The underlying objective of all spent fuel management practices is the protection of the environment and people for generations to come. Nuclear generation operators, unlike most fossil fuel generation operators, are able to consolidate waste and safely sequester it away from the environment. In comparison, fossil fuel generation disperses wastes such as coal ash in the air and land where hazardous elements remain forever.

Deep geologic disposal concepts have made significant progress in the past ten years, particularly in the technical areas concerning the understanding of natural and engineered safety-barrier systems. A very high level of consensus exists amongst international regulators and spent fuel management experts endorsing the long-term safety of deep geologic disposal.

The Oklo fossil reactor site (1997)
The Oklo fossil reactor site (1997)
Image credit: Andreas Mittler

In fact, nature has already proven that geological isolation is possible. Almost 2 billion years ago, at Oklo in West Africa, several spontaneous nuclear reactors operated within a naturally occurring vein of uranium ore. These natural nuclear reactions continued for about 500,000 years and then gradually ceased. All the same high-level wastes that are produced in a reactor were produced naturally at the site, including 1.5 tonnes of plutonium and 5 tonnes of fission products. Despite the lack of any barriers or containment features, all of the waste products remained at the site and eventually decayed into non-radioactive elements.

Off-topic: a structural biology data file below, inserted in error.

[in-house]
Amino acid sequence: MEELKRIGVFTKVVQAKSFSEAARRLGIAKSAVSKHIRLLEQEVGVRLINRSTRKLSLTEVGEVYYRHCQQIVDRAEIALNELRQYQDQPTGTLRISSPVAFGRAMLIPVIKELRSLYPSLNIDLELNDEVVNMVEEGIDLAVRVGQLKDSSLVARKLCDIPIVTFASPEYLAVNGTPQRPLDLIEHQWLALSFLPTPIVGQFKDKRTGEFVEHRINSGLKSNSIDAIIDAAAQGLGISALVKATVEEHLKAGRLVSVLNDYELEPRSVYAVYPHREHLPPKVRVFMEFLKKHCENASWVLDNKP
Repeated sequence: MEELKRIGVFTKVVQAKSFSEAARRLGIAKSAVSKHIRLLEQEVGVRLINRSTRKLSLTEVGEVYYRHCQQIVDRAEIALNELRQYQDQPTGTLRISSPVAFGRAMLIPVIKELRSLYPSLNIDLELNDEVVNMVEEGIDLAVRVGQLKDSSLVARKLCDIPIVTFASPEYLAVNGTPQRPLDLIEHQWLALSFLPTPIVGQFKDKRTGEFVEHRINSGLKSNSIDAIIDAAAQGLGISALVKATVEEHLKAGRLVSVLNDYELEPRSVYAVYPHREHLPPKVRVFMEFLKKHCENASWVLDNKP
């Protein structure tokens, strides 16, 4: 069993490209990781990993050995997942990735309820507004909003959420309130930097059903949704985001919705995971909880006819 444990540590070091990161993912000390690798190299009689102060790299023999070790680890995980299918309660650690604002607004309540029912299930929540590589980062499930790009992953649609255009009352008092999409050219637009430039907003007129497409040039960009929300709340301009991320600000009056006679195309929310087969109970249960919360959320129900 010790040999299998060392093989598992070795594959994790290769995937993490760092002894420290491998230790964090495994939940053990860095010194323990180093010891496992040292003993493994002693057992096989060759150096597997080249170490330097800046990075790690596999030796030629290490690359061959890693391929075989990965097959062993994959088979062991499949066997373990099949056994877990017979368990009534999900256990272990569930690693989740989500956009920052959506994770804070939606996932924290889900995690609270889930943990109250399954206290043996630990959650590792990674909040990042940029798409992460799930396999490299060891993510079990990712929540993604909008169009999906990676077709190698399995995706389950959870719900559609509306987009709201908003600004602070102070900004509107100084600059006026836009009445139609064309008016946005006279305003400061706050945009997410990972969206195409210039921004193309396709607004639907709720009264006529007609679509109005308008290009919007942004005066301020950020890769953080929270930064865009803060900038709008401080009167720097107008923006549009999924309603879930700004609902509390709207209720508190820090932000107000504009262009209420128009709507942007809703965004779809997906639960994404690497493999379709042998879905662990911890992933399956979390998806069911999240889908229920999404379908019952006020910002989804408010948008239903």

One ton of natural uranium can produce more than 40 million kilowatt-hours of electricity. This is equivalent to burning 16,000 tons of coal or 80,000 barrels of oil.